The Dragons held the lead for almost all of the first period, but the Wildcats were able to capitalize on a 4-on-4 breakaway with just over two minutes remaining to bring the lead to one. Then, with just under 14 seconds remaining in the first, Pyne was being pelted with shots on the penalty kill when he let a rebound get astray, turning into a golden opportunity for Villanova, which evened the game at two apiece right before the whistle.
After one period it was literally all even — 11 shots, six penalty minutes and two goals apiece.
The second period was all Drexel as they put two more past the Nova goaltender, one on the power play, and the other on a 2-on-2 rush that went the Dragons’ way. With just under a minute remaining in the second, each team would take a penalty, paving the way for just over a minute of 4-on-4 play to start the final period as the Dragons led 4-2 at the break.
There would be no action in the third — other than five penalties — until just over 12 minutes into the period when the Dragons scored yet another power-play goal, their third of the game. Less than two minutes later, the Dragons would blow the game open as Denczi put his third of the game past the Wildcats’ goalie for the first Crosstown Classic hat trick in history.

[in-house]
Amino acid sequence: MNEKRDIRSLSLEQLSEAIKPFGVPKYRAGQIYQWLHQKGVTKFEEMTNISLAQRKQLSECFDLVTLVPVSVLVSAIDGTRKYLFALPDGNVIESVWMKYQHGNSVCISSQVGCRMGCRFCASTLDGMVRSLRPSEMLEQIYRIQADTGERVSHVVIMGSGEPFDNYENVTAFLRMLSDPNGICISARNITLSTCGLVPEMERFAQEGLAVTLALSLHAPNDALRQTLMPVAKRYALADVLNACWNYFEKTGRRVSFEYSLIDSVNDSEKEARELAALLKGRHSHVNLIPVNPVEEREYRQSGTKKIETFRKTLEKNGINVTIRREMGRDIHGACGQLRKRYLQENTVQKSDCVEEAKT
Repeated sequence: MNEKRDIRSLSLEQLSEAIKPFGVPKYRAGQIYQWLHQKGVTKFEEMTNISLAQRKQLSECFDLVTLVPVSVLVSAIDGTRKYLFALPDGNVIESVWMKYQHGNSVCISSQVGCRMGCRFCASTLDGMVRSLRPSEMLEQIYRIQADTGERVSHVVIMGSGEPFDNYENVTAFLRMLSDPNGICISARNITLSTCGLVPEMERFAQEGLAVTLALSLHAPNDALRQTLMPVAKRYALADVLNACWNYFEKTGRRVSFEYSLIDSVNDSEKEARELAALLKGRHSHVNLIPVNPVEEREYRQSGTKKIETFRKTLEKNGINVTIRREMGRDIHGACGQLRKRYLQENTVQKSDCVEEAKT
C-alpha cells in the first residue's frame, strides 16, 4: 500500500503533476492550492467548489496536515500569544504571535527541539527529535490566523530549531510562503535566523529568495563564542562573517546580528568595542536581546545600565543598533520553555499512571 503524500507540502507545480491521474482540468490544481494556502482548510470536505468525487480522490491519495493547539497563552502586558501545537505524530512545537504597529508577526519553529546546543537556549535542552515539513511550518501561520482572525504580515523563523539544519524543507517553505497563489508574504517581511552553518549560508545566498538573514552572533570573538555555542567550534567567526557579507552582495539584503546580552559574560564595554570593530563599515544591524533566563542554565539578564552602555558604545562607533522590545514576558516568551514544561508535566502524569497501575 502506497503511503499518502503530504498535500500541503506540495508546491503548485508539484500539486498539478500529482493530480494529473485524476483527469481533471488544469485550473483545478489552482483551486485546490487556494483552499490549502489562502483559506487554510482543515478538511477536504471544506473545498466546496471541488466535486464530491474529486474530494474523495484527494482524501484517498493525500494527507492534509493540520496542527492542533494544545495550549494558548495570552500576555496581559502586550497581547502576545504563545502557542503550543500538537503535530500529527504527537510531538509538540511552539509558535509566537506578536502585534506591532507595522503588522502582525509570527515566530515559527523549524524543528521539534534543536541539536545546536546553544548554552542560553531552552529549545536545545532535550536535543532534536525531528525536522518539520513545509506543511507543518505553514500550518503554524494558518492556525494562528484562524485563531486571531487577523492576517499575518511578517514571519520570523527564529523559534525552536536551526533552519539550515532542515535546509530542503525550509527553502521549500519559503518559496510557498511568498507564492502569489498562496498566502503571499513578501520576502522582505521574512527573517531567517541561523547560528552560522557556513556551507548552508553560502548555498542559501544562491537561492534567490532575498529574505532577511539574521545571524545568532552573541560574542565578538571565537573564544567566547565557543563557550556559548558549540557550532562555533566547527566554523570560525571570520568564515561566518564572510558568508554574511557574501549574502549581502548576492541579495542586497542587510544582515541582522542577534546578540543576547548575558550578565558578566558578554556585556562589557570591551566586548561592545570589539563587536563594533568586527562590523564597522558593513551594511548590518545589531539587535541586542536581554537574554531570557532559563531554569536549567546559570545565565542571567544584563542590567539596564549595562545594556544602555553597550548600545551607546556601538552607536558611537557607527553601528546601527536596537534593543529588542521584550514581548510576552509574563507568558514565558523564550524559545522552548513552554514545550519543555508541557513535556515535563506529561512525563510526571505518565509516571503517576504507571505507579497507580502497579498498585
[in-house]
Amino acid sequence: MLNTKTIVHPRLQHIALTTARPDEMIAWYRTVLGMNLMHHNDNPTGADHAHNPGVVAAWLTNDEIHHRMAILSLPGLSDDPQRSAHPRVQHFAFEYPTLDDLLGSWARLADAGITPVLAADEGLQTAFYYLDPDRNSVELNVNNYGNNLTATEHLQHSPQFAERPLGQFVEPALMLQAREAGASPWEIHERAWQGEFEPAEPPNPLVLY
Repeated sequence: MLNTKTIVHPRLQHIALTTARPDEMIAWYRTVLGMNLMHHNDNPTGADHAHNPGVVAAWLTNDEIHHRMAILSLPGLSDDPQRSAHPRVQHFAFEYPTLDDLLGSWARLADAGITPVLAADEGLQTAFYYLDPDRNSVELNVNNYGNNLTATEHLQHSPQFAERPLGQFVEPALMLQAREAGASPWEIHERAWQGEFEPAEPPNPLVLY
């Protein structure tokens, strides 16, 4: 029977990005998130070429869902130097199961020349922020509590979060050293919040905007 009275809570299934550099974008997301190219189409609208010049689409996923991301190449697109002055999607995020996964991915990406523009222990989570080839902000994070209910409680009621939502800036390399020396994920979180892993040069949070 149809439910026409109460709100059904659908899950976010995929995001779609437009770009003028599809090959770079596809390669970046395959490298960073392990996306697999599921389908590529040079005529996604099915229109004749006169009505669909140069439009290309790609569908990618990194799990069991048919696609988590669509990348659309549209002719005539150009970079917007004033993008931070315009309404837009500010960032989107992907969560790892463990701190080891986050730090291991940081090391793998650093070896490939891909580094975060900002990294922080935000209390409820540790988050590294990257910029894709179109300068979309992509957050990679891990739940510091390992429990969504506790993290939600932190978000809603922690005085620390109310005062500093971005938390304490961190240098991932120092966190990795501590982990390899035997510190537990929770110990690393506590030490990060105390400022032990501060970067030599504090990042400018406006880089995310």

“Most of the goals I had were pretty straightforward. I mean the puck was just right on my stick. I didn’t really have to do much work,” Denczi said. “Obviously it’s a dream come true, [to score a hat trick] in front of my friends and family. I couldn’t really have planned it much better.”
Villanova would manage one more goal, which the Dragons would match with just under two minutes remaining in the game. Despite being outshot 42-31 by the Wildcats, Pyne’s performance kept the Dragons in a spot where they did not trail once the entire contest.
The contest would finish with the Dragons as the victors, winning the inaugural Crosstown Classic 7-3 in front of a crowd that was mostly made up of Drexel fans.
“Drexel University as a whole thought this was just an unbelievable opportunity to celebrate sports and celebrate our university and celebrate our student-athletes, and we got support for the academic side of university, from board of trustees members, the department of athletics, from alumni,” Dan Simmons, Drexel’s senior associate athletics director of recreation, said. “It really was a real tribute to how, when people come together and try to do something special and really showcase the power of sports, and that’s what tonight was.”
Somehow, the Dragons were able to get everything to fall in their favor, as they managed not only to win the game and fill the stands with fans but also to occupy the Phillies’ locker room.
“It was very cool to be a part of that and provide an opportunity for the students to be able to participate in something like that,” Sarah Shouvlin, Drexel’s assistant director of recreation of club sports and intramurals, said. “It took some hard work, but it’s all worth it, and we had a quick turnaround in terms of when we got approval for the game … so it was nice to see it all come together.
“Everybody was smiling, so that’s the most important part, right? We all walk away with a great memory.”